A little-known aspect of the pet trade
You probably know about Ebay auctions and car auctions and livestock auctions—but another type of auction takes place nearly every weekend throughout the summer, and their existence usually comes as a shock to animal lovers. They’re similar to livestock auctions; animals are paraded in front of the audience, with the auctioneer’s voice blasting through the building as livestock are shuffled in and out, sold to the highest bidder for as much cash as possible. But in sale barns and kennels throughout the Midwest, thousands of companion animals
are crossing the auction block each year just like livestock. In 2007, more than eighteen thousand dogs were bought and sold this way.
Auctions are not attended by families looking for a new pet—they are all business from beginning to end. The purpose of these events is to have a venue for professional, commercial breeders (also known as puppy millers) to sell off their unwanted breeding dogs. The dogs bought and sold are not treated as pets; they are valued strictly for their capacity to make money. And make money they certainly do. Dog auctions are a multi-million dollar industry in the U.S. The number of dog auctions in the U.S. has jumped from twenty-eight to sixty-eight in the past seven years, while the number of dogs exchanged increased from just over 5,000 to just over 18,000. Pets or Livestock?
Auctions are not a place for people who see dogs as pets. Auctioneers rattle off a dog’s qualities to attract bidders, shouting things like "this one’s in heat, she’s in heat folks!" or, "this is a young female—she’s ready to go to work for you" and "she’s pregnant, that’s money in the bank." If shoppers in a pet store were to witness this, they’d most likely be confused. The same breeders that buy and sell dogs at auction are the ones filling pet stores with puppies; they bank on the fact that customers want cute, cuddly pets.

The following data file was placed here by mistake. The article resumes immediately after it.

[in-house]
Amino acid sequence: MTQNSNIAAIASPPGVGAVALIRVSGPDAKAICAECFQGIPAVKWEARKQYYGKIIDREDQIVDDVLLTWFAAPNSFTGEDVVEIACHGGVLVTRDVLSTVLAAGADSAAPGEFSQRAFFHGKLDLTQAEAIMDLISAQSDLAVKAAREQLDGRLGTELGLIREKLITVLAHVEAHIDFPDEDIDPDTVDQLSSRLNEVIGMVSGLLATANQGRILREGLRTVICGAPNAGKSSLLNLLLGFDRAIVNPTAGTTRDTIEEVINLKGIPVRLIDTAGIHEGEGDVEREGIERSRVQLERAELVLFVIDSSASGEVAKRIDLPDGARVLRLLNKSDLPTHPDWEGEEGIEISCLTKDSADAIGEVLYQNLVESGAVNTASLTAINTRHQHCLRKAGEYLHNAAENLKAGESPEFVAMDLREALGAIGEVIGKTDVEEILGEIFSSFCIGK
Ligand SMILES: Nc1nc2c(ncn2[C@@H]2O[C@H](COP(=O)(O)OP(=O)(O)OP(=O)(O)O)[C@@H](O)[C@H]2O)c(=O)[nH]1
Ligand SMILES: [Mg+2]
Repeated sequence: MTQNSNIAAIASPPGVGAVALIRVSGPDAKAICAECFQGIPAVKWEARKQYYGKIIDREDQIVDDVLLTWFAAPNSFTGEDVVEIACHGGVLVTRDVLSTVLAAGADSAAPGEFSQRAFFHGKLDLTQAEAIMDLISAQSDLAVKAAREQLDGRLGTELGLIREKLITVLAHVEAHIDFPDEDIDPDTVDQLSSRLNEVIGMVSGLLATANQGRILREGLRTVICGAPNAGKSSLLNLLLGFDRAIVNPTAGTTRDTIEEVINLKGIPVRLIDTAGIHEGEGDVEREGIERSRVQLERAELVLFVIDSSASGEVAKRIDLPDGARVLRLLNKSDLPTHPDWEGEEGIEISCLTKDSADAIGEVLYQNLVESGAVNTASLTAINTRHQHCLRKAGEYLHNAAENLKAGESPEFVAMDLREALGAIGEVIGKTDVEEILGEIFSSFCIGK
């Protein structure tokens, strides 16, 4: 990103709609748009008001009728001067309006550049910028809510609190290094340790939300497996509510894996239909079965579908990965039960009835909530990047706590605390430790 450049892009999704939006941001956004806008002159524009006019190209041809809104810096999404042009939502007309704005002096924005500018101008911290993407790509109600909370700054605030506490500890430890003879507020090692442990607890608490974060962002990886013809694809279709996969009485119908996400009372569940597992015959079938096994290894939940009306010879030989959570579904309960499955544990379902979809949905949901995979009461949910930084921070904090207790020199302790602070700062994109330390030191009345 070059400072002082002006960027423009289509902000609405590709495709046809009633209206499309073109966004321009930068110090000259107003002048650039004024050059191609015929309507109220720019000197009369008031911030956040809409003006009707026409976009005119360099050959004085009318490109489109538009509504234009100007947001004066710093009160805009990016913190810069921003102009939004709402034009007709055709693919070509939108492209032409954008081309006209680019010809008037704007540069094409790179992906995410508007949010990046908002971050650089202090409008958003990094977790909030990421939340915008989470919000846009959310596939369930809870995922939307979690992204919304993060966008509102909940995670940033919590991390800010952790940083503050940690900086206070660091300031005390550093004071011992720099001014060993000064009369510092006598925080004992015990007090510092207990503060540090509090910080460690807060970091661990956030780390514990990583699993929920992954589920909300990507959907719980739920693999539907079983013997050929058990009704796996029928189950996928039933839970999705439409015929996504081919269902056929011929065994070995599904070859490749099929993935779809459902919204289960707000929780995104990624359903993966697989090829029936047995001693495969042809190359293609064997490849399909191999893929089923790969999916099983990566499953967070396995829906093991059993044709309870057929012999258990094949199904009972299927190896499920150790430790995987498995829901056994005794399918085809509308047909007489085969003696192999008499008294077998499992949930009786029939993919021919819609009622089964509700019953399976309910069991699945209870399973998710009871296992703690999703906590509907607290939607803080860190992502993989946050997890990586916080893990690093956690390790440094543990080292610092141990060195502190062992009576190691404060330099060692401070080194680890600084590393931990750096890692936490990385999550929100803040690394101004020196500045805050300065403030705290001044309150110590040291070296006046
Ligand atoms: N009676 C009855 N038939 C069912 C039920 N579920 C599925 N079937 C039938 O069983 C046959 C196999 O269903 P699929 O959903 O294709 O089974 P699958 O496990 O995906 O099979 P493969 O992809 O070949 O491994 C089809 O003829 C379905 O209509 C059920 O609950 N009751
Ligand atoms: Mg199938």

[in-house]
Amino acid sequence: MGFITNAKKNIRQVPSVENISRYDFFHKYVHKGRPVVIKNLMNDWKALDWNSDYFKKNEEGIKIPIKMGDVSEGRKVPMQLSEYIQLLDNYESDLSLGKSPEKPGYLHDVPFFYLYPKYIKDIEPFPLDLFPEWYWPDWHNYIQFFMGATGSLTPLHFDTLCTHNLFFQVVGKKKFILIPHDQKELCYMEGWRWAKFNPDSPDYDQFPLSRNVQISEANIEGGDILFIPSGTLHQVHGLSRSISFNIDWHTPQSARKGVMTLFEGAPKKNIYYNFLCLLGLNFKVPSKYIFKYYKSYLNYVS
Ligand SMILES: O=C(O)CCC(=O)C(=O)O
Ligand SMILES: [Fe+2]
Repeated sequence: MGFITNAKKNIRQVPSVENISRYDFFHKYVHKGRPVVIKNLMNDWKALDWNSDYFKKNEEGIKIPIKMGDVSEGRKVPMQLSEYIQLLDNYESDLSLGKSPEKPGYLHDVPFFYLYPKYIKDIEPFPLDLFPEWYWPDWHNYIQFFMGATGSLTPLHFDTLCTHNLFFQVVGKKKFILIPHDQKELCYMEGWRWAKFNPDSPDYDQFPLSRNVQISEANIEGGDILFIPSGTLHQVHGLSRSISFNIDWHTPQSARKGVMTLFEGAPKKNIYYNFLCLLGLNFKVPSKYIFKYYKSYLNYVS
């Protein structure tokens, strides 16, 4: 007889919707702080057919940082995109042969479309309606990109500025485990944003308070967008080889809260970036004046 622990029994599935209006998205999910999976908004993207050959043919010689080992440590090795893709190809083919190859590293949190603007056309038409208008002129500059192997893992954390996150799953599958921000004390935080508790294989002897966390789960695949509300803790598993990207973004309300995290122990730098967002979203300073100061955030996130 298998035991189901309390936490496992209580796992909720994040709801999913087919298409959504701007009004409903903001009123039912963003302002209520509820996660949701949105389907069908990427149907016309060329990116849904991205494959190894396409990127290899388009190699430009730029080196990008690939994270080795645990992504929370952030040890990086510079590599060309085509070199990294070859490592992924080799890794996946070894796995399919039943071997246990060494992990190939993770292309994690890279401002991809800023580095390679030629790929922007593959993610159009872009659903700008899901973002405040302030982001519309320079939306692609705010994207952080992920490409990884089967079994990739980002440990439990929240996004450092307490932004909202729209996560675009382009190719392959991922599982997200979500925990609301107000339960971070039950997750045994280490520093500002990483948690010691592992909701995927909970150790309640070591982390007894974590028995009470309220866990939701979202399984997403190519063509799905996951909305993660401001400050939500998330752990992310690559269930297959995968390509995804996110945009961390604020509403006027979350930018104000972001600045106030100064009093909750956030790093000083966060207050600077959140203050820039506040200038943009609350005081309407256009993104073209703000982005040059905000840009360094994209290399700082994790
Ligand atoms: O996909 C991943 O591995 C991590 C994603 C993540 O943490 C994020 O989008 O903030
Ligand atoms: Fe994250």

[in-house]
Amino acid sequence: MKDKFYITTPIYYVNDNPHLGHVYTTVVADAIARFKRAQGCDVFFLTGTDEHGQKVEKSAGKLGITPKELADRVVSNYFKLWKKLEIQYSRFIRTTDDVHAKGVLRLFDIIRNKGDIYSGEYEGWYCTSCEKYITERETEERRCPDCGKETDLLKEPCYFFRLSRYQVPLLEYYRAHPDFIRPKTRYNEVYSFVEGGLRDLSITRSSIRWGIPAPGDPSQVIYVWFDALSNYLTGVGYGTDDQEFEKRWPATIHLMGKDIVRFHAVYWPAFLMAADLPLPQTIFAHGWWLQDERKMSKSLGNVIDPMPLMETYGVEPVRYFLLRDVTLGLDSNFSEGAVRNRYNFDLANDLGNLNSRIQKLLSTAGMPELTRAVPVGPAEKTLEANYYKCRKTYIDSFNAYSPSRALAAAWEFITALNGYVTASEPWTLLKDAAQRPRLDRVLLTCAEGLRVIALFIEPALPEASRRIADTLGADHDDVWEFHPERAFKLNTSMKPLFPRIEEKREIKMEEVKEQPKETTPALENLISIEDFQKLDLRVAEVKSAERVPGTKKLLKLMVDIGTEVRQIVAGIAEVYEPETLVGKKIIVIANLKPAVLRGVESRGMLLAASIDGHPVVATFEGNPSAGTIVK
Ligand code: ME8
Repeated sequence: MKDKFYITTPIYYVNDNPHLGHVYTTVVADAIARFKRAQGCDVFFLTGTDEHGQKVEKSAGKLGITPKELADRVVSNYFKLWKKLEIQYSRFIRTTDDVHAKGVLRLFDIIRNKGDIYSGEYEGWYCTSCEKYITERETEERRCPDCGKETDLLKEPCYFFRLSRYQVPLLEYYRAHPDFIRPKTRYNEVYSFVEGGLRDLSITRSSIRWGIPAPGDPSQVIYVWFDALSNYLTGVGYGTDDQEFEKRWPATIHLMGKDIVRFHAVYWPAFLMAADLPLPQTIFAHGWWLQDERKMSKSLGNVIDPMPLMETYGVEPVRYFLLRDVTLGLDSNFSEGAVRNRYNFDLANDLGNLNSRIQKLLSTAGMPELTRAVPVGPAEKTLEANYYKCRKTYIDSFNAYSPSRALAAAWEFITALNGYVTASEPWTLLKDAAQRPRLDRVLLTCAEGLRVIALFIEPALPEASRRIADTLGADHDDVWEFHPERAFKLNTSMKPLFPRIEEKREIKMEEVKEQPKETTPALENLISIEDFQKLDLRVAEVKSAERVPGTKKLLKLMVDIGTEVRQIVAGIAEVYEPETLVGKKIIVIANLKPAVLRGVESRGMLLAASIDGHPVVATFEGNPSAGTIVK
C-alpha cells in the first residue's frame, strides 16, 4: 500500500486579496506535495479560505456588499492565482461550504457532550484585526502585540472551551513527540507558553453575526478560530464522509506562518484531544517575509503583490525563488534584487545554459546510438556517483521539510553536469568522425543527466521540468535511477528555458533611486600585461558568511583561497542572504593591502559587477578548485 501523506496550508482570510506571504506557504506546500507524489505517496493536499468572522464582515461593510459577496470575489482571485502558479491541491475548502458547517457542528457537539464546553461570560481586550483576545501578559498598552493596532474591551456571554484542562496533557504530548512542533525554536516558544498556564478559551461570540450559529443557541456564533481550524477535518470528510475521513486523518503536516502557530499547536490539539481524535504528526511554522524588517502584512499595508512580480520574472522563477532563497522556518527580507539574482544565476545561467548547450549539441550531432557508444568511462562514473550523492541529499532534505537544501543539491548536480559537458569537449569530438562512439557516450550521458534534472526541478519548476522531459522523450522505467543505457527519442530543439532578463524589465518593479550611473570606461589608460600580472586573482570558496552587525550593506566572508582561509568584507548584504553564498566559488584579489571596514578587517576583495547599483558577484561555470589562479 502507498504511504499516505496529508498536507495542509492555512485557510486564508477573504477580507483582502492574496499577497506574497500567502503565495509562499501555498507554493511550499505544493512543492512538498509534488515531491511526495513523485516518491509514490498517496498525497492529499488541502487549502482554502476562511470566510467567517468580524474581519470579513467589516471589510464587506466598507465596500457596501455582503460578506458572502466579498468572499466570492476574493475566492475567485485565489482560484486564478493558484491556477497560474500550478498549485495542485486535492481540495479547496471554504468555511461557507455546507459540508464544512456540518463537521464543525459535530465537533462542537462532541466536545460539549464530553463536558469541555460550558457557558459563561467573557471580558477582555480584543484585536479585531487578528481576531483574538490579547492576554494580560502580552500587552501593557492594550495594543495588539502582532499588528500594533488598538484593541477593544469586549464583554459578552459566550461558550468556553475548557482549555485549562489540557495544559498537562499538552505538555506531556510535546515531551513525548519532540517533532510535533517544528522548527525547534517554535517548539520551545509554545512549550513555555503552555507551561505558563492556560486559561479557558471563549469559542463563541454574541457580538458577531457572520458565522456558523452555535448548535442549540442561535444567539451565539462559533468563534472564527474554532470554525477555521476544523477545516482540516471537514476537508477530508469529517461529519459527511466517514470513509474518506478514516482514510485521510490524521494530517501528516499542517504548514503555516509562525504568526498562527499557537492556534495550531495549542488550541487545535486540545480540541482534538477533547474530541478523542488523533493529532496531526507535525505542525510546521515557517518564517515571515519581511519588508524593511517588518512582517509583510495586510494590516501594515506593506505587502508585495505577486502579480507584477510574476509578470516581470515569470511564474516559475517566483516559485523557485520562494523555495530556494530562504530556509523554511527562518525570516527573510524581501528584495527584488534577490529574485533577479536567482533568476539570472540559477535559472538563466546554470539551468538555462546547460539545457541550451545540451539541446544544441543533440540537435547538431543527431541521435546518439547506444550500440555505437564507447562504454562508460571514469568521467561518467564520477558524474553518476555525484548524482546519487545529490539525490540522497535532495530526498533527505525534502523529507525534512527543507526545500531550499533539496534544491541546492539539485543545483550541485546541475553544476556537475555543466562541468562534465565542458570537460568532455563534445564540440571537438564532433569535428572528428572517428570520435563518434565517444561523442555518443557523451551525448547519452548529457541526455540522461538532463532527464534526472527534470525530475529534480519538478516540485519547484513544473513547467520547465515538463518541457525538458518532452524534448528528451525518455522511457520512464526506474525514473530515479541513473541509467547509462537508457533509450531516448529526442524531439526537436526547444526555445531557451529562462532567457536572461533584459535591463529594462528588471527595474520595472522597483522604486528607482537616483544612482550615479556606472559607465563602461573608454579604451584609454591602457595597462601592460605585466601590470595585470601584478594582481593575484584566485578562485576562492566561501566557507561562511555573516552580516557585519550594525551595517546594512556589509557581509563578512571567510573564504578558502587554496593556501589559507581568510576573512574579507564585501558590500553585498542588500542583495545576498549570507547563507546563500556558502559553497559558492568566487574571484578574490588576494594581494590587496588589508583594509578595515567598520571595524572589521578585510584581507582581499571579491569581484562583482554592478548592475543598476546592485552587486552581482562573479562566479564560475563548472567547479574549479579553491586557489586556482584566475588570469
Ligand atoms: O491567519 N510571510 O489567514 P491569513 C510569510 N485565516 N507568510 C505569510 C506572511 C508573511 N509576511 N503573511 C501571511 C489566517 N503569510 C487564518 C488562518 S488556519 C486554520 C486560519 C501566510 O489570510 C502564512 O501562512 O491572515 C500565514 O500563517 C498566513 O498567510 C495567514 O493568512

There is a serious disconnect here. The dogs bought and sold at auction are kept in cages for their entire breeding lives. They live in outbuildings and fields instead of homes; they never run in the grass, sleep in a bed or play with a toy. None of these things are required by the USDA, which regulates commercial breeders. But at the same time, the puppies from these canine "cash cows" are presented in pet stores as cuddly little companions, though their breeding parents will probably never live in a home. Click here to download an overview of dog auctions from 2000-2007.What can be done?
Animal groups in several states oppose auctions in their community. Click the links below to read what people are doing about auctions, and how you can help.
Dog Auctions in Ohio: http://www.banohiodogauctions.com
Dog Auctions in Wisconsin: http://www.cchs-petshelter.org/id71.html
Dog Auctions in Missouri: http://www.youtube.com/watch?v=kG7bXi0xylY
Courtesy of For the Love of the Dog: Dog Auction Capitol of the US—MissouriPosted by Kelli Ohrtman: Best Friends Network